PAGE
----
I have been challenged to list ten books that have stayed with me over the years. They do not have to be the most important books I ever read, just ten books that I would say have have been firm favourites that I return to over the years.
I am posting this here as something a bit lighter than my usual doom and gloom world events type posts, hey its not my fault, the world is going to hell in a handbasket.
Anyway I was challenged to this by one Pete Sutton who edits some of my fiction and enjoys torturing writers.
In no particular order, just as they came to mind.
The Dumarest Saga.
This is the series of books that got me started with reading Sci Fi and set my love for the sort of Sci Fi games that I love, games like Traveller. Star wars is OK but at heart I am a Traveller and that came from this series of books when I was a very young reader.
A man lost in a universe of worlds both marvellously advanced and horribly primitive, trying to return home to a place everyone else does not believe exists.
Another early starter that shaped my love of stories, horror and adventure. Before the rise of the zombie holocaust it was killer plants. Humanity bought low by the contents of their gardens.
The very epitome of Natures revenge against mankind. Plus walking killer plants and the ragged survivors having to flee again and again from man eating vegetables.
With Zombies who can see the dead walking, the fallen rise against the living. But with the Triffids humans were food, the plants were not hunting us because of any emotion, they were being driven as most zombies of the time were by radiation or infection.
The plants were hunting humans, just because we were food to them. As a youngster I found that frightening, the utter indifference of the Triffid that could grow in your flower bed and then walk across the garden to eat you.
At the mountains of madness.
Another formative book, there may be a pattern forming here. All the books I loved as a child entering the world of reading books are basicly strange, wierd, insane or end of the world. Still I can honestly say my early reading had absolutely no effect on how I turned out. Honest!
Lovecraft. Madness. The understanding that reality is an optional extra. Things beyond our understanding, things that would drive us mad if we understood them.
In a way the perfect fiction for the time as science raced ahead and people were left far behind, darkness and despair everywhere unless you are blind to the real world.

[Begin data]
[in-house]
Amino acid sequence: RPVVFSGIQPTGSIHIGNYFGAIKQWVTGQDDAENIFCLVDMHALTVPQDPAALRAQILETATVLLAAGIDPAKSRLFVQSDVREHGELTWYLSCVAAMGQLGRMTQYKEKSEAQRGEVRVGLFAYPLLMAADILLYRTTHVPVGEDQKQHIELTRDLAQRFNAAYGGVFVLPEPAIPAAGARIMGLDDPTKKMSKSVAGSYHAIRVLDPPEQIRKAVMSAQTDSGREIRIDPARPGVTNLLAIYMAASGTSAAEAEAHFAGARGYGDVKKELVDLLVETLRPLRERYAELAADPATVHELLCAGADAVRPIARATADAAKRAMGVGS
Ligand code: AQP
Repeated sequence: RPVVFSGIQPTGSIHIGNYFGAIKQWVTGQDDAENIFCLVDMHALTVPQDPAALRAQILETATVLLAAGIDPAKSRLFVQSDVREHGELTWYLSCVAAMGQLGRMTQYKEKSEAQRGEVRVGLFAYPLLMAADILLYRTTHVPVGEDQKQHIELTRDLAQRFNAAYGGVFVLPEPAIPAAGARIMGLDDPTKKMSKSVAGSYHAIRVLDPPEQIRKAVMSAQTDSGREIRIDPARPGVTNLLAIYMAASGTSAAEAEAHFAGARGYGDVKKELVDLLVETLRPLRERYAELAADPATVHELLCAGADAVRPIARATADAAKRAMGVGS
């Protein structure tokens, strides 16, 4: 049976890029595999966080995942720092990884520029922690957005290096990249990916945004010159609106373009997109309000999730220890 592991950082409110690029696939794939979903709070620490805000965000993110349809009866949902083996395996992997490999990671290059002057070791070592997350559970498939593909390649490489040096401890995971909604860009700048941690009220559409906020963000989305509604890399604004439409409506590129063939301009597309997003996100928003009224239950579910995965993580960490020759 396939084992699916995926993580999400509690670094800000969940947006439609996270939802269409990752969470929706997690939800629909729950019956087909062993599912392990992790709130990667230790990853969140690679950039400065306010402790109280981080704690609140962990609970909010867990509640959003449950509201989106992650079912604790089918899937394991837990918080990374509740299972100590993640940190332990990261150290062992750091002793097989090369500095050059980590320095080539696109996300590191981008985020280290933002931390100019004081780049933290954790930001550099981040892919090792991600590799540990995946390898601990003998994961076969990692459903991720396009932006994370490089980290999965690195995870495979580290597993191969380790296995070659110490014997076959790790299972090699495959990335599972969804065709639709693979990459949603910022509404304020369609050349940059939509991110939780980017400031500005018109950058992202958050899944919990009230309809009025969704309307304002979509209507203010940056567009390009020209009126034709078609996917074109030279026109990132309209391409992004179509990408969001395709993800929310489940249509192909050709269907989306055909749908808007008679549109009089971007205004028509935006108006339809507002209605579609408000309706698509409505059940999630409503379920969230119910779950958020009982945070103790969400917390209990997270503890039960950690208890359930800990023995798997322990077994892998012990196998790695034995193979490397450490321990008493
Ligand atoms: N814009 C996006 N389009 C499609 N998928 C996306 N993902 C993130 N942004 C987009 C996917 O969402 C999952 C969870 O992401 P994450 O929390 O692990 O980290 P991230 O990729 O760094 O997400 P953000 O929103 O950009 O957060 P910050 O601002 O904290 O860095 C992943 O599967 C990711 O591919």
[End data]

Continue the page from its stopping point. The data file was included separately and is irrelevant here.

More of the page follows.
I first read this when it was a trilogy, Sheepfarmer's Daughter, Divided Allegiance and Oath of Gold. Fantasy both high and low, a Hero drawn from the most humble ranks who rises to greatness, shapes kingdoms and brings light to the darkness.
This story could have been an epic D&D campaign including as it did the formative years of Paks who escaped an arranged marriage on the sheep farm then as a mercenary, adventure and finally paladin adventured and quested across the world.
I go back and read these every couple of years. Not my earliest fantasy but a story that, to me, is the sort of fantasy I love.
Red Storm Rising.
From the 80s and a tale of the cold war that could have been. Very much biased towards the US but it is the way in which war happens in slow steady steps that inevitably lead to confrontation.
The inevitability of war based on leaders doing things they thought they could control resonated with me and still does to this day as I see the same mistakes made again and again leading to the same results every time.
Not a deep book but an old favourite and one I return to often.
The Forever War
The ultimate futility of war and its effect on those who fight it. The soldiers who go to war and return to find their great grandchildren going out to fight in the next war.
A good concept and mix of science, human story and action.
Another that has stayed with me.
Lord of the Rings
What, it’s the Lord of the Rings. The books not the movies.
Epic fantasy, mighty heroes, courage and strength in the weakest of people, a dark and terrible enemy, a campaign across the varied realms of the world. A rich tapestry of kings and kingdoms and cities and caves.
What more is there to say. I have multiple versions of the books in boxes or on shelves, some to read once a year, others to collect and keep safe.
The Tar-Aiym Krang
First book I ever read by this writer but it led to every other book he has written, classic adventure Sci Fi and following the standard rise to power of the young hero selected by fate or destiny.
Easy to read and get into, fairly plausible science. While I don’t read these frequently I do return to them every few years and start with the very first then go through the entire series in a book a night until I am done. With such a long series doing this keeps each story fresh for the next.
Another dark future novel where the hero isn’t really a hero. A ex soldier, mercenary and revolutionary struggling to survive in a near future dystopia. Gritty, dark and rough. An all too believable world where life is cheap and hope is a dream.
Over the three books of the set the hero comes into contact with, works for and befriends a girl who rises to become one of the most powerful business leaders of Britain and in the process works to protect friends and family and fight for what is important.
I return to this series every few years.
Much as several of my friends discovered this author by reading this book, so did I. This book was a doorway that lead me to the rest of his novels and stories over the years.
Good traditional fantasy, swinging swords, flashing spells, dark threats and rousing victories. With a variety if characters across the books. A good book which led to many others.
Not a deep and psychological assessment of my life as determined by my reading habits. Just a simple list of books that have stayed with me over the years, books that I remember fondly and most that I go back to again and again for a good read.